Francisco Rodríguez Cruz, a gay Cuban blogger who writes under the pen name Paquito el de Cuba, on Friday wrote the proposed amendment would “redefine marriage as a voluntary union into which two people who are legally eligible can enter.” Rodríguez reported the proposed amendment also “incorporates the principle of nondiscrimination based on sexual orientation and gender identity.”
Maykel González, an independent Cuban journalist and LGBTI rights advocate who contributes to the Washington Blade, also confirmed the proposed amendment.
Mariela Castro, the daughter of former Cuban President Raúl Castro who directs the country’s National Center for Sexual Education (CENESEX), in May told reporters during a Havana press conference that her organization planned to submit proposals to the Cuban National Assembly in support of marriage and other rights for LGBTI Cubans. Her comments came against the backdrop of pro-marriage equality campaigns that several independent LGBTI advocacy groups had previously launched.
Moisés Rodríguez of Corriente Martiana, a Cuban human rights organization told the Blade on May 11 during an interview at his home in Cabañas in Artemisa Province that everyone knows “the damages caused by the lack of marriage equality.” Lidia Romero of Acepto, a group that also supports marriage rights for same-sex couples, made a similar point when she spoke with the Blade later that day in Havana.
“Everyone talks about the need for the recognition of or the legalization of marriage for same-sex couples,” she said.
Five Evangelical church groups last month publicly expressed their opposition to marriage rights for same-sex couples.
The Cuban government denied their request to hold a march in Havana. Pictures posted to social media earlier this month show supporters of these groups holding signs during church services that read, among other things, “I am in favor of original design: The family as God created” with a picture of a man and a woman and two children holding hands.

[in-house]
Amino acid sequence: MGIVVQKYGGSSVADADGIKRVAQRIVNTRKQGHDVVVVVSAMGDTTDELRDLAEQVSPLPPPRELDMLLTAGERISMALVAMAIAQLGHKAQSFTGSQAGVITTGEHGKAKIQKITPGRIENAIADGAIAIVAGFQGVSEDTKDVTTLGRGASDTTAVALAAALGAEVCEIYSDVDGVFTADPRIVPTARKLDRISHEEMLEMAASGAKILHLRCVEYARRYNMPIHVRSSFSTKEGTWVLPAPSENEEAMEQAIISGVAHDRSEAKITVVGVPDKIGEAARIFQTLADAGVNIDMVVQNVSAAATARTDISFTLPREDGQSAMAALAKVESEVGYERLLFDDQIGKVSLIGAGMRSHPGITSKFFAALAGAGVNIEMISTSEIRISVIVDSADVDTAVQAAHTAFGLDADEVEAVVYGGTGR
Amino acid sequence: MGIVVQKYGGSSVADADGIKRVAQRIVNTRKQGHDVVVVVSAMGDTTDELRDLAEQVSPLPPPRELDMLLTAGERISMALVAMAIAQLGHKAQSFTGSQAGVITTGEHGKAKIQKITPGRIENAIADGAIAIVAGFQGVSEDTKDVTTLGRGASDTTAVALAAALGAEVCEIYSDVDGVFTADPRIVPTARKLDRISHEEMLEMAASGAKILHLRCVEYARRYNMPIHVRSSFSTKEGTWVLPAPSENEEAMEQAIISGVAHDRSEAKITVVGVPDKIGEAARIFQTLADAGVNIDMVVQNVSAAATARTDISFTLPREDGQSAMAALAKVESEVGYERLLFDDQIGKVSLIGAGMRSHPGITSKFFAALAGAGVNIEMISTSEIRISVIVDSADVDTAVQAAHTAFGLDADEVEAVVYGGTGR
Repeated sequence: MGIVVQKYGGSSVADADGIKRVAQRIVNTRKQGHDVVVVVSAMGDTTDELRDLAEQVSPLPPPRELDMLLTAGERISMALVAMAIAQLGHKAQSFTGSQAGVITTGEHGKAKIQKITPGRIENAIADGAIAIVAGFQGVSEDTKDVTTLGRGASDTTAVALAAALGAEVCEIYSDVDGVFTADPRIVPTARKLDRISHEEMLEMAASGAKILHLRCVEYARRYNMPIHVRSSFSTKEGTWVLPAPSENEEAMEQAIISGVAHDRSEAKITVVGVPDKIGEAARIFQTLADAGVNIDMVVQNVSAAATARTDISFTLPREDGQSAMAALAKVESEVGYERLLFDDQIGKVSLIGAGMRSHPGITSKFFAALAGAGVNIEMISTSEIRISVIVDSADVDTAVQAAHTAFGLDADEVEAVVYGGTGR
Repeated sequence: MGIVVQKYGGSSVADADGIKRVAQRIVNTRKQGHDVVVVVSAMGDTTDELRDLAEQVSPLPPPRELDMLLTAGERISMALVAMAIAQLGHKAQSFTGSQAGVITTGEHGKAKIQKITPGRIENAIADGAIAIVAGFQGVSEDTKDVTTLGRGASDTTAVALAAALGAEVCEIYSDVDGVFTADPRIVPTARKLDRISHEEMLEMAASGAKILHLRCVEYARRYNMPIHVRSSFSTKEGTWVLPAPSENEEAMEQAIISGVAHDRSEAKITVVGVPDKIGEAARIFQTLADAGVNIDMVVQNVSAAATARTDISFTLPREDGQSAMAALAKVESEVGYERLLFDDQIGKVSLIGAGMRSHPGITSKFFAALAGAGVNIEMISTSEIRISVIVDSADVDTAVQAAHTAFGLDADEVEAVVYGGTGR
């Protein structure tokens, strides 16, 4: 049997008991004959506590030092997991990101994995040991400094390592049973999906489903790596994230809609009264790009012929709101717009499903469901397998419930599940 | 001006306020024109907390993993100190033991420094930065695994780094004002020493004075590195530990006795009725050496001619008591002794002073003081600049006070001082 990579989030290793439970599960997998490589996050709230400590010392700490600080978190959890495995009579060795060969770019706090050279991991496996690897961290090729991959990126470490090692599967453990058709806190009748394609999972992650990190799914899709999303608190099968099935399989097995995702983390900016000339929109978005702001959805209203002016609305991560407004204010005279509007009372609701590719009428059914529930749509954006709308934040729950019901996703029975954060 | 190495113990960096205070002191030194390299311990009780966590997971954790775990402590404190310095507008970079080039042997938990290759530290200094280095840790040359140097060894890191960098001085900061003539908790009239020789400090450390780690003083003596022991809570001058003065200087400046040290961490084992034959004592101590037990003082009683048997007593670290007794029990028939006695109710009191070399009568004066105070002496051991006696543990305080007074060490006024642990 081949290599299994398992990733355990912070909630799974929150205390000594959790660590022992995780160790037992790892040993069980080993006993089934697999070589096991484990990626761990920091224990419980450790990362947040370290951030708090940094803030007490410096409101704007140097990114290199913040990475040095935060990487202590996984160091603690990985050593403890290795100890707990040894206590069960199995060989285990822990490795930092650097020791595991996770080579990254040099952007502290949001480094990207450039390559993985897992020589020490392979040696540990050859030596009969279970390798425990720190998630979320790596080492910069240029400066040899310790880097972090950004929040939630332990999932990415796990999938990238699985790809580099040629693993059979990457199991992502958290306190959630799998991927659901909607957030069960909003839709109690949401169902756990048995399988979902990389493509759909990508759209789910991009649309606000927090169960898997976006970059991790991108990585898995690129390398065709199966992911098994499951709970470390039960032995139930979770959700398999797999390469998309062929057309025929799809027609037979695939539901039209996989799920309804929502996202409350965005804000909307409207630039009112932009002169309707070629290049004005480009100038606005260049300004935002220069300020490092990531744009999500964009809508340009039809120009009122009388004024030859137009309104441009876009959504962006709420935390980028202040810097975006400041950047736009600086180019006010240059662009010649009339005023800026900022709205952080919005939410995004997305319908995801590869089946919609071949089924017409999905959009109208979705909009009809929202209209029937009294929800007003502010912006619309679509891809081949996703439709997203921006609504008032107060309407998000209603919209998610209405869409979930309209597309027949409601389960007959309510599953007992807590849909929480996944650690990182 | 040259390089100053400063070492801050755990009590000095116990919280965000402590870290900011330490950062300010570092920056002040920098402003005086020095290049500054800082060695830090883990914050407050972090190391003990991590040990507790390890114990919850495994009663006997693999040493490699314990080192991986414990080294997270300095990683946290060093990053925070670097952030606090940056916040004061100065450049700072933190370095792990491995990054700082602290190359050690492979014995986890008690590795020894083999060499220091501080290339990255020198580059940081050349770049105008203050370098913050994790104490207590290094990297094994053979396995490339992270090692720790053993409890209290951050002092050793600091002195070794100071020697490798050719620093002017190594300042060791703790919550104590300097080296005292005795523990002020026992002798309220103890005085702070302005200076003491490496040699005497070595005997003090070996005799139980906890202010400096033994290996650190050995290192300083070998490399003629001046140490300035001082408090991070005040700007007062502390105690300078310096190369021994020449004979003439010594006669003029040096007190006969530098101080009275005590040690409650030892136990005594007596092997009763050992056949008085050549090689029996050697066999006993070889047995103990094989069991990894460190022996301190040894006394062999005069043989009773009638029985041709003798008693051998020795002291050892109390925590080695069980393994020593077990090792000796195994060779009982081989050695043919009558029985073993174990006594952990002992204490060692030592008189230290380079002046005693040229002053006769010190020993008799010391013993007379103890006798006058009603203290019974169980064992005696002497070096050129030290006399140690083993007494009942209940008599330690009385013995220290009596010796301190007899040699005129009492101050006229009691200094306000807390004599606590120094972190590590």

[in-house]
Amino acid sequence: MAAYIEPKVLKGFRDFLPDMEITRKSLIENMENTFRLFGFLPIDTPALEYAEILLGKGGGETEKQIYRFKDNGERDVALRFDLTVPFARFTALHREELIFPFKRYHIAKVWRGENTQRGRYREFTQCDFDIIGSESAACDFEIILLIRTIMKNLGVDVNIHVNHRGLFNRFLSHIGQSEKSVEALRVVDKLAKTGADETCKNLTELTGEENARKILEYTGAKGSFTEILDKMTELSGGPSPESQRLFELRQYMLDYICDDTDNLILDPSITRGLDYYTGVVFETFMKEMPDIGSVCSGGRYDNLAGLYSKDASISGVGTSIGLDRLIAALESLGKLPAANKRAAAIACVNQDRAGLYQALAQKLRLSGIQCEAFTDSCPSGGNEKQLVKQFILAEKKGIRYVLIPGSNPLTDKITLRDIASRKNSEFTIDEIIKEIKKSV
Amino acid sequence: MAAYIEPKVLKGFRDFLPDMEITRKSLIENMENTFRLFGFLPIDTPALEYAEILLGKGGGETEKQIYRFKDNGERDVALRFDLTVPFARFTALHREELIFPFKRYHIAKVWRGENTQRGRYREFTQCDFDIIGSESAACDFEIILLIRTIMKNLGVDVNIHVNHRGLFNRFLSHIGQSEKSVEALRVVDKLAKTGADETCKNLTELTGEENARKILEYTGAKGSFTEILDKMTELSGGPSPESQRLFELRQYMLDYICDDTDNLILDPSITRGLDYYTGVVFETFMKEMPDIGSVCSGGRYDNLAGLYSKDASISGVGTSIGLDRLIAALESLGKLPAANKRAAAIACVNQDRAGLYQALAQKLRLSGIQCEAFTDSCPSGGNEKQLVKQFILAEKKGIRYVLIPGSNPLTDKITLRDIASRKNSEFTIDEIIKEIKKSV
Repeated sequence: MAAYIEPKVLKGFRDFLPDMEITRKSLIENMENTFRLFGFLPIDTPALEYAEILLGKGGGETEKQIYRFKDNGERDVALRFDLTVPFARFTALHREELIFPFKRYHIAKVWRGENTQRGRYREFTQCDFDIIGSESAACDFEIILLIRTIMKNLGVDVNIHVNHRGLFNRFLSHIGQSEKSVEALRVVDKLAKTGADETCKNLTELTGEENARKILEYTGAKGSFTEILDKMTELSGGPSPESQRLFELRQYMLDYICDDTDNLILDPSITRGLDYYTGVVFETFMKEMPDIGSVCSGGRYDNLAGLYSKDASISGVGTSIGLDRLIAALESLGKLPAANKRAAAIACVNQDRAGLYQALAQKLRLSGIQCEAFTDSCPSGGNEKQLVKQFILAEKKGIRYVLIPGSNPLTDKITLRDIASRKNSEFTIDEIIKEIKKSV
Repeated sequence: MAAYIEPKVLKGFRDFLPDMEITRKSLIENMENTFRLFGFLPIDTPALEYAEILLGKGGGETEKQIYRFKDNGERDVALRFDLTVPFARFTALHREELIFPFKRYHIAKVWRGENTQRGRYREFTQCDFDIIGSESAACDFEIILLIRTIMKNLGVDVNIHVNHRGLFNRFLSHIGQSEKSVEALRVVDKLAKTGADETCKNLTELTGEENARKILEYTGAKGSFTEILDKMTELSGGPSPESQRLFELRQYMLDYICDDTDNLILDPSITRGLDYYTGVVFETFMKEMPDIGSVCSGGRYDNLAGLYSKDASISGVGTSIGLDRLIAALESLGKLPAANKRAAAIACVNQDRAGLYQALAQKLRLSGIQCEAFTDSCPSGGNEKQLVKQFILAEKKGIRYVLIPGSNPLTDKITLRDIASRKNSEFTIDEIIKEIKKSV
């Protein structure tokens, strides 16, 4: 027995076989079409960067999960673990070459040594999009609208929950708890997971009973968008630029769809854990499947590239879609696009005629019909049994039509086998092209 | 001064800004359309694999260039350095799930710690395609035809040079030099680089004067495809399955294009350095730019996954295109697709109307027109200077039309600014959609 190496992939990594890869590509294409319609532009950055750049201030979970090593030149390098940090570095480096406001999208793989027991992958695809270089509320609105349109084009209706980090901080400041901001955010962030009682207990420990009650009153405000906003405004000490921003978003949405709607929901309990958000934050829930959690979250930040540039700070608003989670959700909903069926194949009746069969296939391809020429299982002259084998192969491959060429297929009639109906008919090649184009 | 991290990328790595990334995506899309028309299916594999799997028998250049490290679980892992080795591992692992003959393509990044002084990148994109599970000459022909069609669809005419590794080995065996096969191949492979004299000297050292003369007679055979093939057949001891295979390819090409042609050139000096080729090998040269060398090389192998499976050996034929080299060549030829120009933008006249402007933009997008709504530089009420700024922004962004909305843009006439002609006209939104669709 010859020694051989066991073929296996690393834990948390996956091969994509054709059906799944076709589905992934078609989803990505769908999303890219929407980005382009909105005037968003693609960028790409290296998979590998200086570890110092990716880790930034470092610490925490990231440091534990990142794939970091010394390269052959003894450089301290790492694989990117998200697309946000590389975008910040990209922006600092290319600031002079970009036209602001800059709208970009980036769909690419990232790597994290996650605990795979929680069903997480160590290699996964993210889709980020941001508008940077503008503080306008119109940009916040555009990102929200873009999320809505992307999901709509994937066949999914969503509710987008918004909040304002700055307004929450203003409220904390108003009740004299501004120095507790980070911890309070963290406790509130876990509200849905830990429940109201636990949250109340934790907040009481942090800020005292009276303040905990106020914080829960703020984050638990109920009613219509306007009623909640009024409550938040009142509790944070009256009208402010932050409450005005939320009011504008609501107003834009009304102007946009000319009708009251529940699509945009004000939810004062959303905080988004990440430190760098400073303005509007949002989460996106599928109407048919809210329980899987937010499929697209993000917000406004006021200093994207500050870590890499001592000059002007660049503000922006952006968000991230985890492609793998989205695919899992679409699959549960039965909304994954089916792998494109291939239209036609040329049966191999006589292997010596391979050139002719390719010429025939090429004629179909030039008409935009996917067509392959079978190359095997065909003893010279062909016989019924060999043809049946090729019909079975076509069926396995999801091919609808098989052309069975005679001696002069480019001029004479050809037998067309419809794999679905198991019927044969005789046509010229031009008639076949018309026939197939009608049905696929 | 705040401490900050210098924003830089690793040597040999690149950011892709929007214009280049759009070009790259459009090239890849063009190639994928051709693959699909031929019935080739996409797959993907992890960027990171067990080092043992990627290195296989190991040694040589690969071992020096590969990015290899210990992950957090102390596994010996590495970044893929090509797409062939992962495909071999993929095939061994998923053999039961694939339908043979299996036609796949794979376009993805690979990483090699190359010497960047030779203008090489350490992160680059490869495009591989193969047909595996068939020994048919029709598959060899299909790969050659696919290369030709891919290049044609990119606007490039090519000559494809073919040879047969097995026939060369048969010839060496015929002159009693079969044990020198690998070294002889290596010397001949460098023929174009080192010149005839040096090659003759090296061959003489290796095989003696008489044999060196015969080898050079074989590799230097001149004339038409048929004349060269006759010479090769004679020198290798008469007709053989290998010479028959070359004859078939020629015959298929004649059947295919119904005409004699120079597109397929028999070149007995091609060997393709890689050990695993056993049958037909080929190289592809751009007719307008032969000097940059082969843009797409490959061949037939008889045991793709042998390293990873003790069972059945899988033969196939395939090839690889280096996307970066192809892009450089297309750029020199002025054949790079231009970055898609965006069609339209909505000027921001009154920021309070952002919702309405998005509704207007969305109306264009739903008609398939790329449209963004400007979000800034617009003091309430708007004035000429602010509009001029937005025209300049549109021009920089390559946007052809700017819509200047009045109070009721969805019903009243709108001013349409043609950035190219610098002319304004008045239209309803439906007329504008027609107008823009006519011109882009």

The debate over marriage rights for same-sex couples in Cuba is taking place nearly six decades after gay men and others deemed unfit for military service were sent to labor camps, known by the Spanish acronym UMAP, following the 1959 revolution that brought Mariela Castro’s uncle, Fidel Castro, to power.
The Cuban government until 1993 forcibly quarantined people with HIV/AIDS in state-run sanitaria. Fidel Castro in 2010 apologized for the work camps during an interview with a Mexican newspaper.
Cuba since 2008 has offered free sex-reassignment surgeries through its national health care system, although only a few dozen people have been able to receive them. Mariela Castro, who is a member of the National Assembly, and CENESEX since that year have organized a series of events across the country each year that commemorate the International Day Against Homophobia, Transphobia and Biphobia.
A three-judge panel in Havana last October granted Violeta Cardoso custody of her late daughter’s three young children who she is raising with her partner of 32 years, Isabel Pacheco. The ruling is believed to be the first time the Cuban government has legally recognized a same-sex couple.
“There was no problem,” Cardoso told the Blade in Havana on May 11.
The National Assembly will debate the proposed amendment and other changes to the Cuban constitution three months after President Miguel Díaz-Canel succeeded Raúl Castro. Cuba would become the first country in the Caribbean to extend marriage rights to same-sex couples if the proposed amendment becomes part of the new constitution.